UK has shortest GP consultations in Europe, study finds
A Cambridge University study found that British patients spend just over nine minutes with their doctor, which is concerning because average consultation length is a quality indicator used by the World Health Organization.
The UK has the shortest GP consultations in Europe, according to the findings of a new study published in BMJ Open.
The global study, carried out by researchers at Cambridge University, found that on average British patients spend just over nine minutes with their GP during an appointment.
The data show that consultation times are increasing by a mere 4.2 seconds year-on-year in the UK. The study analysed consultation times for patients and their GPs in 67 countries around the world and found that in 28 countries patients spent a longer time on average with their family doctor than those in the UK.
The researchers highlight the fact that average consultation length is a quality indicator used by the World Health Organization and the International Network for the Rational Use of Drugs to promote the safe and cost-effective use of drugs around the world.
They argue that consultation times “should be universally and regularly reported and over time be accepted as an essential measure on the quality of health services around the world”.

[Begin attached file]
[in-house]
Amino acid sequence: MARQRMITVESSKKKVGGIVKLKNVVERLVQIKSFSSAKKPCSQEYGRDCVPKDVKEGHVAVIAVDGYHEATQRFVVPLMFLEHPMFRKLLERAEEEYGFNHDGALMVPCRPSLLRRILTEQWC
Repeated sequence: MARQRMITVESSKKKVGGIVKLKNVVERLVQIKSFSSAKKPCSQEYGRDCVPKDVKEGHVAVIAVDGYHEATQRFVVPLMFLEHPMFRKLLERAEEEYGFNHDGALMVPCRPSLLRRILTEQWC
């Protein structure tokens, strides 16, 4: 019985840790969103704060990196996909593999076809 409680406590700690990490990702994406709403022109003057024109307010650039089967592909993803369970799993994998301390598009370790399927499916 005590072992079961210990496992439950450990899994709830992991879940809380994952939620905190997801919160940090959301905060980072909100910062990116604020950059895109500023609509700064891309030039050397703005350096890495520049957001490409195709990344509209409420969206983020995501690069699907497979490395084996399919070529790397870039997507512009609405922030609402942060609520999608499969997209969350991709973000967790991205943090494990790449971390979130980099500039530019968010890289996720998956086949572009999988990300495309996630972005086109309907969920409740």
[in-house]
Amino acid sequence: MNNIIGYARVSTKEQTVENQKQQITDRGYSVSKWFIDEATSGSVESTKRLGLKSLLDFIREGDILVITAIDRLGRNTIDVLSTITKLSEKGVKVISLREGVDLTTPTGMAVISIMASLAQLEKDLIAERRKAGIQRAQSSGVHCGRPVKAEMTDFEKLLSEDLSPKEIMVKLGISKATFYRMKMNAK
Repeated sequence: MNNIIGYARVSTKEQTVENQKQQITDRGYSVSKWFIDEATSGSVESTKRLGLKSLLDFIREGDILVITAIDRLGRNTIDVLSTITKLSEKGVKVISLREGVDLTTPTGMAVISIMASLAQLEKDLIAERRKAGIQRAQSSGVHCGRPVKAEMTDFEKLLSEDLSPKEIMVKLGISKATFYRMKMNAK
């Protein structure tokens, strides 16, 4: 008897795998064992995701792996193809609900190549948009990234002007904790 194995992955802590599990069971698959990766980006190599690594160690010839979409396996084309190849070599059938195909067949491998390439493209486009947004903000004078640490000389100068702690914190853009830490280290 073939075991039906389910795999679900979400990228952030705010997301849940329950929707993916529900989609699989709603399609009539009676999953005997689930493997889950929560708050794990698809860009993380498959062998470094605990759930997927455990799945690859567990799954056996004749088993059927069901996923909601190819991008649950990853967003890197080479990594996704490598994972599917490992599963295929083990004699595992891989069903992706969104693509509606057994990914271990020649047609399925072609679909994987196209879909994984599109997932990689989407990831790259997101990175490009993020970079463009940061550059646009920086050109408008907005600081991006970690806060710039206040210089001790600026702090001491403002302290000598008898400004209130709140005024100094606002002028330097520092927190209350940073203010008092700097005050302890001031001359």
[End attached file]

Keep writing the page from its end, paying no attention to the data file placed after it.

Responding to the finding Helen Stokes-Lampard, chair of the Royal College of General Practitioners, said: “The time GPs have to spend with our patients is precious, and the more time we are able to spend with them, the better patient-centred care we are able to provide — so it is concerning to see that every UK study included in this research shows that we are spending less than ten minutes on average with our patients during their consultation.
“Increasingly, patients are living with multiple, long-term chronic conditions, both physical and psychological — and at the same time GPs are being asked to do more checks, ask more questions and give more advice as standard during consultations. The standard ten-minute appointment is simply inadequate to deal with this.”
Citation: The Pharmaceutical Journal DOI: 10.1211/PJ.2017.20203923
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